Tag Archives: Barbican Art Gallery


The experience [of moving from the San Francisco Bay Area to Alabama] shaped me in a way no other locale would have; I became more adept in detecting the shades of my otherness in various spaces—more privy to the subtleties of privilege and prejudice as well as language. This helped me become more acutely aware of the implications of selfhood and how context defines and shifts one’s sense of purpose and belonging. I desperately needed to understand what this meant and how best to articulate it for myself, to be more informed and prepared for what was now my life. I wasn’t a natural writer and miscalculations were a constant. However, in the realm of the visual I found a home, and that has been my way of understanding the world onward. — Toyin Ojih Odutola

Toyin Ojih Odutola’s first exhibition in Britain—A COUNTERVAILING THEORY, now on view at the Barbican—is “an exploration of social hierarchies and the consequences of transgressing power dynamics. The story unravels across the 90-meter stretch of the gallery, each of the forty new works [pastel, charcoal, and chalk drawings on linen] charting an episode, akin to a graphic novel writ large on the walls.”*

For this Barbican commission, the artist collaborated with conceptual sound artist Peter Adjaye to create “an immersive soundscape that evolves throughout the space as the story unfolds.”* The exhibition catalog includes a new essay by Zadie Smith and an interview with the artist by exhibition curator Lotte Johnson.


Through January 24, 2021.

The Curve—Barbican Centre

Silk Street, Barbican, London.

Toyin Ojih Odutola, A Countervailing Theory, Barbican Art Gallery, August 11, 2020–January 11, 2021, from top: Semblance of Certainty, 2019; A Parting Gift; His and Hers, Only, 2019; Introductions: Early Embodiment, 2019; To See and To Know; Future Lovers, 2019; Ojih Odutola, A Countervailing Theory exhibition catalog (2), inside view and cover image, courtesy and © the artist, Zadie Smith, Barbican Art Gallery, and Jack Shainman Gallery. Images courtesy and © the artist and Jack Shainman Gallery, New York.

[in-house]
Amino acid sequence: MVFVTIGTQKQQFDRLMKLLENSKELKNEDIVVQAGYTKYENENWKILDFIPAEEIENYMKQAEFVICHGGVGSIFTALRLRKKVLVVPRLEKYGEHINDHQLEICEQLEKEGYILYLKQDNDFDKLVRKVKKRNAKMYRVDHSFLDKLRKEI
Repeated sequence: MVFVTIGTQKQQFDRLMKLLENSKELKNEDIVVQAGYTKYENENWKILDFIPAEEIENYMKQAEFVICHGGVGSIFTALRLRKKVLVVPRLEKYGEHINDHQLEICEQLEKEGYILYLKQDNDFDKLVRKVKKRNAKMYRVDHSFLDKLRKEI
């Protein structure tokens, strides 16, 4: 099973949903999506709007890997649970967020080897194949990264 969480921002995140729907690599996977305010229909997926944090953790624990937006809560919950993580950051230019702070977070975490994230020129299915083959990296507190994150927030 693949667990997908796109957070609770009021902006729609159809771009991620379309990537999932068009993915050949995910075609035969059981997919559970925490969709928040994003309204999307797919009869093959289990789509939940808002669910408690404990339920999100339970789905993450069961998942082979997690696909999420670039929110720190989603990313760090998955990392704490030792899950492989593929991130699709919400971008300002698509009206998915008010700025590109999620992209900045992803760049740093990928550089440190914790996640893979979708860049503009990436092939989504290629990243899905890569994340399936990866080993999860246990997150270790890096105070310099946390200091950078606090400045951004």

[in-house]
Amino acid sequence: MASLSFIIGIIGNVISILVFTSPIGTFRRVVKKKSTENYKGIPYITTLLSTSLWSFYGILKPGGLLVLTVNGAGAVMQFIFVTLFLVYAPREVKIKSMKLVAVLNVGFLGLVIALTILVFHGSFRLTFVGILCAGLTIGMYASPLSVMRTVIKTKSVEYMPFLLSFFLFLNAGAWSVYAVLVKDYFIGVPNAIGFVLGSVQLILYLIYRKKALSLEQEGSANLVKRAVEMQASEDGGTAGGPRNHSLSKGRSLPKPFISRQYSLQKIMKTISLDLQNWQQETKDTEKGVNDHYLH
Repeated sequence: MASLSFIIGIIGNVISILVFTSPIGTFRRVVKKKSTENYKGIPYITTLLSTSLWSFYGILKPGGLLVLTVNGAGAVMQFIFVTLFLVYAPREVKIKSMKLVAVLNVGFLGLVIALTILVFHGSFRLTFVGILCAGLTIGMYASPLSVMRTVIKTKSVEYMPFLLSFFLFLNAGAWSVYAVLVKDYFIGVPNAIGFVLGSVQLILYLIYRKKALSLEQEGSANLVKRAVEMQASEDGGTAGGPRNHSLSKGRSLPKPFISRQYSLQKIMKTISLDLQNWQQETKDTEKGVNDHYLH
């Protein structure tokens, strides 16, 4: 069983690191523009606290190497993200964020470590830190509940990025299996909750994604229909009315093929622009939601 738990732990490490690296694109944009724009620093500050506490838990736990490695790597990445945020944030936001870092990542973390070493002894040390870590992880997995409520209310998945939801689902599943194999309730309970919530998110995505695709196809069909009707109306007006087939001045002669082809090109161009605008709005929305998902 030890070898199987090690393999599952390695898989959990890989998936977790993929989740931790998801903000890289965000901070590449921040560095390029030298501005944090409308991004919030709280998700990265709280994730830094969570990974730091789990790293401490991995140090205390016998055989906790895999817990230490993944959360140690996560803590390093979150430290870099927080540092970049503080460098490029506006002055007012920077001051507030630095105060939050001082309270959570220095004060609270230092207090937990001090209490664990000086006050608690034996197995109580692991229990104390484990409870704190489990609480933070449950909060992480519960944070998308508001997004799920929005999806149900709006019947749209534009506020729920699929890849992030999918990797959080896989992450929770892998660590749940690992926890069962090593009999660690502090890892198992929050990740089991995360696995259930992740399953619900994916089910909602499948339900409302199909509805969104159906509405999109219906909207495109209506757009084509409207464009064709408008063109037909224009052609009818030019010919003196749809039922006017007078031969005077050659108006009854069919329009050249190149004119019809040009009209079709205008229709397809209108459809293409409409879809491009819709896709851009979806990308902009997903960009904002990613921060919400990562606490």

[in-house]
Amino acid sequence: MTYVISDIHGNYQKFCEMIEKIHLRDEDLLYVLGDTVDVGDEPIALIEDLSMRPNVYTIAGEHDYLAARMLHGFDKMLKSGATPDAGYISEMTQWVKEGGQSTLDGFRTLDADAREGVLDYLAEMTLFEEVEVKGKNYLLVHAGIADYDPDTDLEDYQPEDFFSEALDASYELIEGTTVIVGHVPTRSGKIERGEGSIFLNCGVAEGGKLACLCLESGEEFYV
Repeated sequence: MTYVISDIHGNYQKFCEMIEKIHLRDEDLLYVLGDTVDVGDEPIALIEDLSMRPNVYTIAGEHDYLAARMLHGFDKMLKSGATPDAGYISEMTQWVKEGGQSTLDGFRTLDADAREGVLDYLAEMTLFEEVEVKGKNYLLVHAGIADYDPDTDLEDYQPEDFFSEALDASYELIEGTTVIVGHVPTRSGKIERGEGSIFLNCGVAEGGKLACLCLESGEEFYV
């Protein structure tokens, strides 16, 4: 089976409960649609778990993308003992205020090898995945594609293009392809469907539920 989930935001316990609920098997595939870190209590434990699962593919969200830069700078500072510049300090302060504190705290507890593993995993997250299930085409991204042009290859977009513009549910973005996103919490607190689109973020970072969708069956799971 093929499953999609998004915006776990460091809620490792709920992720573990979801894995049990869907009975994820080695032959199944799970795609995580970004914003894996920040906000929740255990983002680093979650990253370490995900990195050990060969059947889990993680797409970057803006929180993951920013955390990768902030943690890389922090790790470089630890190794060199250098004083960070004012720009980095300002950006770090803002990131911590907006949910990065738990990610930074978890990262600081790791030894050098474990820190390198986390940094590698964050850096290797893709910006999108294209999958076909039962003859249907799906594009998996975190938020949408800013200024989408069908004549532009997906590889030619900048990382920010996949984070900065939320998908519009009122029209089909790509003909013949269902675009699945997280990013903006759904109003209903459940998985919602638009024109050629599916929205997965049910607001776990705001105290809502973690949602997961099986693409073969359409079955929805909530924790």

The first major European retrospective of the artist’s work in half a century, LEE KRASNER—LIVING COLOUR brings together nearly 100 paintings, drawings, collages, and photographs by this pioneer of Abstract Expressionism.

A section of the exhibition at the Barbican reproduces Krasner’s small upstairs studio at the house in the Springs (East Hampton) she shared with Jackson Pollock during the decade of their marriage—from 1945 until Pollock’s death in a car crash in 1956—after which she took over Pollock’s studio and began her work on large, unstretched canvases.

After London, the show will travel to Schirn Kunsthalle Frankfurt.


Through September 1.

Barbican Art Gallery

Silk Street, London.

See Mary Gabriel, Ninth Street Women—Lee Krasner, Elaine de Kooning, Grace Hartigan, Joan Mitchell, and Helen Frankenthaler: Five Painters and the Movement That Changed Modern Art (New York: Little, Brown, 2018).

From top: Lee Krasner, Polar Stampede, 1960, the Doris and Donald Fisher Collection at the San Francisco Museum of Modern Art, courtesy Kasmin Gallery, New York, photograph by Christopher Stach; Lee Krasner, Desert Moon, 1955, LACMA, © 2018, Digital Image Museum Associates, LACMA, Art Resource, New York, Scala, Florence; Krasner, circa 1938, photographer unknown; Lee Krasner, Palingenesis, 1971, courtesy Kasmin Gallery; Lee Krasner, Abstract No. 2, 1946–1948, Institut Valencià d’Art Modern, photograph provided by IVAM; Lee Krasner, Icarus, 1964, Thomson Family Collection, New York City, courtesy Kasmin Gallery, photograph by Diego Flores; Lee Krasner, Bald Eagle, 1955, collection of Audrey Irmas, Los Angeles, photograph by Jonathan Urban. Images courtesy and © the Pollock-Krasner Foundation.